"We can do this easy," she whispered close to his ear as he groaned in agony, "or it can go real hard on you." Well, of course he wasn't going to go easy. New York Times and USA Today bestselling author Cindy Gerard plunges readers into the heart of a seductive contest of wills between a hard-living hero and a beautiful rogue operative who is on a mission to dig up the secrets of his past. Tension sizzles in this pulse-pounding first adventure in Gerard's action-packed new series as Eva Salinas lures Mike Brown from the sultry streets of Lima, Peru, to the desolate Idaho wilderness on the hunt for the cold-blooded traitor behind a fatal military operation that haunts them both.

Killing Trade

by Don Pendleton

A shell-shocked city A new type of ammunition has Mack Bolan fighting a deadly war. But this time the battleground is New York City. Bolan has to uncover the source of the devastating new ammunition. The explosive, high-penetration bullets not only slice through armored vehicles with ease, but are the hottest item on the small-arms market. Not everyone wants these bullets destroyed. Having had a taste of their destructive power, those involved are willing to kill to keep their supply moving. With the Big Apple at stake and the city's toughest thugs and paid assassins wanting him dead, the Executioner must destroy the source--before he becomes the target.

Killing Willis

by Todd Bridges Sarah Tomlinson

The former child star--best known as Willis Jackson on Diff'rent Strokes--shares the shocking but inspirational details of his struggles with addiction, brushes with the law, and fierce fight to carve a path through the darkness and find his true identity. For Todd Bridges early stardom was no protection from painful childhood events that paved the road to his own personal hell. One of the first African-American child actors on shows like Little House on the Prairie, The Waltons, and Roots, Bridges burst to the national forefront on the hit sitcom Diff'rent Strokes as the subject of the popular catchphrase, "What'chu Talkin About Willis?" When the show ended, Bridges was overwhelmed by the off-camera traumas he had faced. Turning to drugs as an escape, he soon lost control. Now, for the first time, Bridges opens up about his life before and after Diff'rent Strokes: the incredible reversals of fortune brought on by fame and the precipitous--and very public--descent that followed; the persecution from police; the drug addiction that nearly consumed him; the criminal charges that almost earned him a life sentence; and his successful legal defense led by Johnnie Cochran. Through it all, Bridges never relented in his quest to fight his way back from the abyss, establish his own identity--separate from Willis Jackson--and offer his ordeal as a positive example for those struggling to overcome similar challenges. His triumphant story of recovery and redemption is recounted here as well. Todd Bridges has lived a life of remarkable twists and turns--from the greatest heights to the lowest lows imaginable. In this shocking but ultimately hopeful memoir, he proves that what he was really talking about was survival.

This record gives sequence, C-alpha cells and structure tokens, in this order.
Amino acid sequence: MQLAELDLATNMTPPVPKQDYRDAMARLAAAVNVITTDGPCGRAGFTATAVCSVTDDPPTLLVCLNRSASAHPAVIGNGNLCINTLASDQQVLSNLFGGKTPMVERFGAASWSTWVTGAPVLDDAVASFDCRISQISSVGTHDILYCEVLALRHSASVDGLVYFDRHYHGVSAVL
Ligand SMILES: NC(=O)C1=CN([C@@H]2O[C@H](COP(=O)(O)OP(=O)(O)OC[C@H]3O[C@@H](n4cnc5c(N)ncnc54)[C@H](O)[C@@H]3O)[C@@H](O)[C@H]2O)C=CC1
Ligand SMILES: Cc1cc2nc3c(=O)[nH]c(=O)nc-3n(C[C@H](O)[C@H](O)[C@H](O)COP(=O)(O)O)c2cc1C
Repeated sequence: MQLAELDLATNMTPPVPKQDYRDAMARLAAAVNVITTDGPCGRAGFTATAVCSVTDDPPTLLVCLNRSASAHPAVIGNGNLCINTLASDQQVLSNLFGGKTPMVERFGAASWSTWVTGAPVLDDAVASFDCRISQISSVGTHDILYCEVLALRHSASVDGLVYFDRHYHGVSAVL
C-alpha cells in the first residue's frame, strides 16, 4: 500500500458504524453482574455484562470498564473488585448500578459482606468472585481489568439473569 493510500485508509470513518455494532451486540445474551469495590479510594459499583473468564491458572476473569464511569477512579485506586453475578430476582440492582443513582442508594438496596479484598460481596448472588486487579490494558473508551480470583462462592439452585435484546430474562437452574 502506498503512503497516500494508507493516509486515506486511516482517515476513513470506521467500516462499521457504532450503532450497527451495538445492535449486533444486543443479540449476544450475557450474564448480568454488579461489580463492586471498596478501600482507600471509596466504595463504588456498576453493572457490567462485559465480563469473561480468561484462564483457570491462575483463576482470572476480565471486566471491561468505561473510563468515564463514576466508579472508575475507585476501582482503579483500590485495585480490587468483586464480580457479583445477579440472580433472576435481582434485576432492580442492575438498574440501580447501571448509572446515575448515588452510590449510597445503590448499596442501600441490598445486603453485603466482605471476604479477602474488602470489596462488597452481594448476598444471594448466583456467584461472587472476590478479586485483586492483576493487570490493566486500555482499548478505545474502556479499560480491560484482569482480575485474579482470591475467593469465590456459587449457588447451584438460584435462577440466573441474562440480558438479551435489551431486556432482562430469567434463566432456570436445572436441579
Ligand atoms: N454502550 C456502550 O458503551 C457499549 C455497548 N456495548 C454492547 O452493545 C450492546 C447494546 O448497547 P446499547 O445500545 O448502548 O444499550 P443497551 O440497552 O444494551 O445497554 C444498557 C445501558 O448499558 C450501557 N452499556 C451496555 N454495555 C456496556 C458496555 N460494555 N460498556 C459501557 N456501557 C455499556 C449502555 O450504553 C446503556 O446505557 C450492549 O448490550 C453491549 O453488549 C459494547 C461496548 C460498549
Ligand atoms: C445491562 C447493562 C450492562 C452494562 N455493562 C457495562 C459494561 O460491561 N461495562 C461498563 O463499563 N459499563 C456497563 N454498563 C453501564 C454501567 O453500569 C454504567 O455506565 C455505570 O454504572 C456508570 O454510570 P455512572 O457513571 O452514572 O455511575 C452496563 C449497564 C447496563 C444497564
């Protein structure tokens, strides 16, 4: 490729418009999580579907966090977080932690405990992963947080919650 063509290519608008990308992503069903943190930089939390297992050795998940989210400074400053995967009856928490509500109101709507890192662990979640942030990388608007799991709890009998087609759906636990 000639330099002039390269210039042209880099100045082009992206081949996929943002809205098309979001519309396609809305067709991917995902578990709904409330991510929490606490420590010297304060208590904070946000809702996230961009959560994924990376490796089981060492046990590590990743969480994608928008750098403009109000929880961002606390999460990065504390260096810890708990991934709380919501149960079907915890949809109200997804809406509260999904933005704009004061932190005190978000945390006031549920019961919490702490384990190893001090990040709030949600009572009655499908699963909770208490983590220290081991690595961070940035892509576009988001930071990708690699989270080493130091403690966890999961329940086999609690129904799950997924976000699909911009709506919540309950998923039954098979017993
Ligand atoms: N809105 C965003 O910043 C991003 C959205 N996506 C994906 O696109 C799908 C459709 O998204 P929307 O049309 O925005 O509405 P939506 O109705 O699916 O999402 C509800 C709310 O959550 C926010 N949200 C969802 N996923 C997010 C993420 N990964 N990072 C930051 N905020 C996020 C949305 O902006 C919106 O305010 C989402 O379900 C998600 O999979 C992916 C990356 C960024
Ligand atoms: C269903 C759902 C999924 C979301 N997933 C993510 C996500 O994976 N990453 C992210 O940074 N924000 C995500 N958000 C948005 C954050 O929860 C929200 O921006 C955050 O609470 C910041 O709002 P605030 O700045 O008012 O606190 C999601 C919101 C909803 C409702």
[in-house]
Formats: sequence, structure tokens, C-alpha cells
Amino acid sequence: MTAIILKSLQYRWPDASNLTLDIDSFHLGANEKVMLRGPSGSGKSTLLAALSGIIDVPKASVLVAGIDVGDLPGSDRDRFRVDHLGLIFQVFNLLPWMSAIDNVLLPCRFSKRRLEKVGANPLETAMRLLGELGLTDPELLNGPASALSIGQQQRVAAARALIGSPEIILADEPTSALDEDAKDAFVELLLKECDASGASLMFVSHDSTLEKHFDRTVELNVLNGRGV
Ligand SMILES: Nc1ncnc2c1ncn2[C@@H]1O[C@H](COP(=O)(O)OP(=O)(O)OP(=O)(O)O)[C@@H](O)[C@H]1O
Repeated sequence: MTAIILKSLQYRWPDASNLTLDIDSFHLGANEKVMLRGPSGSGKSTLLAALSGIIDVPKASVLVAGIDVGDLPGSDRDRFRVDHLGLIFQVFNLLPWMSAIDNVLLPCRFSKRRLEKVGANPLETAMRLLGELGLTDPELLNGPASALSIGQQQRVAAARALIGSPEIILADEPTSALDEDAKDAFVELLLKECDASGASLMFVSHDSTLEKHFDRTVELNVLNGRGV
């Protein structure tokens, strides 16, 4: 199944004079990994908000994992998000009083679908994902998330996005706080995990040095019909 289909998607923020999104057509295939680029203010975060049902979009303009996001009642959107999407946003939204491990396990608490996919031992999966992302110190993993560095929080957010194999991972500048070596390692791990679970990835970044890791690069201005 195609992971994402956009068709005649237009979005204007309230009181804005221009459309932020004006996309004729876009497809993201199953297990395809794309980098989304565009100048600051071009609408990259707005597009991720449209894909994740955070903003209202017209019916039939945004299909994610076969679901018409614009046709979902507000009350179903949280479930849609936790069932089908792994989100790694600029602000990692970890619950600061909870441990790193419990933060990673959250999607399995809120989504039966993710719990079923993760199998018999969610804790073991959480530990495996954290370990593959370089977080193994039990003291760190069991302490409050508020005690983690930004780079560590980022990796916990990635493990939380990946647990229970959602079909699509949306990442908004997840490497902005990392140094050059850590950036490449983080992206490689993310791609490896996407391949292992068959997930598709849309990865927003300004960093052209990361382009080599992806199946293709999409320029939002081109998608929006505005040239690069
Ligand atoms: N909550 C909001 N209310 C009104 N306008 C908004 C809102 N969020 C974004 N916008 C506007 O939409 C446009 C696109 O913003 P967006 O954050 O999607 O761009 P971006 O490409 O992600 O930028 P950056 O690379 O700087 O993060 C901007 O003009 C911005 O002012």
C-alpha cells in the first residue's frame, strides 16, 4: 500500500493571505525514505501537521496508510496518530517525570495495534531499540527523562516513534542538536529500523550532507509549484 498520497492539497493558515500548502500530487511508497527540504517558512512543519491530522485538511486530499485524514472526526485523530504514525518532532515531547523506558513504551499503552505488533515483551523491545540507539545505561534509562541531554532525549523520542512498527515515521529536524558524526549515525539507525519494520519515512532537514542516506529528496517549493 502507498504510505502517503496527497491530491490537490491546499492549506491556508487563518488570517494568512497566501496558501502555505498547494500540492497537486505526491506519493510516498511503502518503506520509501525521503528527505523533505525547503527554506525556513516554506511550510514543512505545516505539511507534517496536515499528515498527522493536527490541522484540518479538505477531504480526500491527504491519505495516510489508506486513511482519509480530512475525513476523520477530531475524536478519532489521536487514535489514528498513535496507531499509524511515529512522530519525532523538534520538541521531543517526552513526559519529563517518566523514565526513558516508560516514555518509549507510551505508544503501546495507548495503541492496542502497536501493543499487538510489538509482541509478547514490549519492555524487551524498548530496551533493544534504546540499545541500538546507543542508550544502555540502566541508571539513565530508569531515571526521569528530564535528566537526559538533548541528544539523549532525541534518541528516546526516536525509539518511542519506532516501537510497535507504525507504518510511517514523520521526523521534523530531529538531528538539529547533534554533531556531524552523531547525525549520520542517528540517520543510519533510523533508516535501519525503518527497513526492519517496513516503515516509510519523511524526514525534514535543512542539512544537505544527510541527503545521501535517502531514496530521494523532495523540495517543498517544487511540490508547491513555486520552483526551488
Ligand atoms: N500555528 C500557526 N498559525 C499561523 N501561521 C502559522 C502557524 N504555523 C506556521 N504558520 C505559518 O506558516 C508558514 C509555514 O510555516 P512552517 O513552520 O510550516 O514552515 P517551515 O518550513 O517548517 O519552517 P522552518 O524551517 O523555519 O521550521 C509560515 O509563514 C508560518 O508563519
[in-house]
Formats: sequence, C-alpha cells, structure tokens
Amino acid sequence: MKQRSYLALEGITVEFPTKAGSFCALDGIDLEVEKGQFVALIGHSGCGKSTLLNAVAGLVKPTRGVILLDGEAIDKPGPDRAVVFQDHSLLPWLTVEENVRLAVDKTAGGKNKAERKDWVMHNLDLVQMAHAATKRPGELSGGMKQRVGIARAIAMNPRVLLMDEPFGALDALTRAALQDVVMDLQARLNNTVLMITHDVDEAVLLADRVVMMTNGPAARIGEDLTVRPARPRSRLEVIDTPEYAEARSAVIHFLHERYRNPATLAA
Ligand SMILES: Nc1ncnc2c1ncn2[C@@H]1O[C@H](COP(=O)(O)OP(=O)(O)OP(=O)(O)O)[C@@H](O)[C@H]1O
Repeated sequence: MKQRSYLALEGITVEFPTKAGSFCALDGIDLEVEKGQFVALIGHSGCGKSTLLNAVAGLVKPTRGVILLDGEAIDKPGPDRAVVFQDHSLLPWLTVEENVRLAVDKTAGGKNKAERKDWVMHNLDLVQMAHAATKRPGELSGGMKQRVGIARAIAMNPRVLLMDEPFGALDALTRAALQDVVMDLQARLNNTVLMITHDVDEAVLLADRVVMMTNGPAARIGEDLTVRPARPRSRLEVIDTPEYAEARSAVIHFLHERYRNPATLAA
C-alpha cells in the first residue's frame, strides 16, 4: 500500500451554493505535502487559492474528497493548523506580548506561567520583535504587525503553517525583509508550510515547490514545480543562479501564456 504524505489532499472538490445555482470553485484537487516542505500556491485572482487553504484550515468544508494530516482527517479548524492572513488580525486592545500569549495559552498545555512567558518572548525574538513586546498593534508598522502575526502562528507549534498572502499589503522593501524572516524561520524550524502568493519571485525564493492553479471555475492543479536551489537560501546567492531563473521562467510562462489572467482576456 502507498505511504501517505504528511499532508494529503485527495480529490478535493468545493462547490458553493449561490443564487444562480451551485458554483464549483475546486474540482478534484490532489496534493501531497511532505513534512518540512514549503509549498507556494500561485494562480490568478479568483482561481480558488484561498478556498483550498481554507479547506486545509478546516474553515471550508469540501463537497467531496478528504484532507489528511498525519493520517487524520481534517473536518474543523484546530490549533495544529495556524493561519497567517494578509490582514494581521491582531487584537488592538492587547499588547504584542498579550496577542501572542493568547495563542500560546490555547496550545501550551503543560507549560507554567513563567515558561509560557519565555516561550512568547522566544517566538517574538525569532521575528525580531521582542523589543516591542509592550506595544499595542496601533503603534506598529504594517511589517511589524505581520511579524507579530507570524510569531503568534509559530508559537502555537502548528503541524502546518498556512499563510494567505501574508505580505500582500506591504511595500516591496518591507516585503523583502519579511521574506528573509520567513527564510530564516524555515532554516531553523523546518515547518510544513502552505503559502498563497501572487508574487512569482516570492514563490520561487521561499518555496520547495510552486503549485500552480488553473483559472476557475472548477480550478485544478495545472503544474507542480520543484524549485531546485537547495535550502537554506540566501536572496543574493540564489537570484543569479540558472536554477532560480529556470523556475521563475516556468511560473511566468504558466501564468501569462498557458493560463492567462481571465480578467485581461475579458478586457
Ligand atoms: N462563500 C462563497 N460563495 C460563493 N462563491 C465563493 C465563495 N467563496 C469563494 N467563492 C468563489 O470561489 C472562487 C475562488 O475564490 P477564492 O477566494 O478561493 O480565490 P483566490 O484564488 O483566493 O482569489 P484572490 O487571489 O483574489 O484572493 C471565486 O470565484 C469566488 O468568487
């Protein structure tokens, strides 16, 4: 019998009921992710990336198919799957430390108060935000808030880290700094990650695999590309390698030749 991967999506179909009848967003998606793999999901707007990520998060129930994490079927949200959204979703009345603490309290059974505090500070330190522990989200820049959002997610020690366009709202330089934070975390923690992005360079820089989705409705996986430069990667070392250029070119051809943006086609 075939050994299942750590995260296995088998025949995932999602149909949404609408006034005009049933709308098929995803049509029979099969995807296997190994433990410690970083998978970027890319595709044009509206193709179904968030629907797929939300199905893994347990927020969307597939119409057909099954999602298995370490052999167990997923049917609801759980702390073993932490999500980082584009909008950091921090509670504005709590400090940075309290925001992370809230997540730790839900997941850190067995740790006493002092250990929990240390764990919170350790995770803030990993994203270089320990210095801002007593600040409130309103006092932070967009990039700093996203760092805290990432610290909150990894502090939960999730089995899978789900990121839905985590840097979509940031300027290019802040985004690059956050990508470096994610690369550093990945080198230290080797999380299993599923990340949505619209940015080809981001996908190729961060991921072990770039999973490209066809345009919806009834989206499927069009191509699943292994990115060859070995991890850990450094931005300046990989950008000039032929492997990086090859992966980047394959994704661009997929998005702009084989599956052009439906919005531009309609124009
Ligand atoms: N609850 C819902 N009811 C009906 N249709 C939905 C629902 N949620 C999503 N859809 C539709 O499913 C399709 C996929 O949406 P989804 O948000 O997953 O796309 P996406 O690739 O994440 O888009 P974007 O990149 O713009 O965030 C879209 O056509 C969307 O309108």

The Killing Woods

by Lucy Christopher

Fatal attraction, primal fear, survival in the forest: From the author of the Printz Honor Book STOLEN, the highly anticipated thriller about deadly games played in the dark. Ashlee Parker is dead, and Emily Shepherd's dad is accused of the crime. A former soldier suffering from PTSD, he emerges from the woods carrying the girl's broken body. "Gone," he says, then retreats into silence. What really happened that wild night? Emily knows in her bones that her father is innocent -- isn't he? Before he's convicted, she's got to find out the truth. Does Damon Hilary, Ashlee's charismatic boyfriend, have the answers? Or is he only playing games with her -- the kinds of games that can kill?

Killings

by Calvin Trillin

Sudden deaths are quite interesting to reporters, as the essays in this book will attest.

Killjoy

by Julie Garwood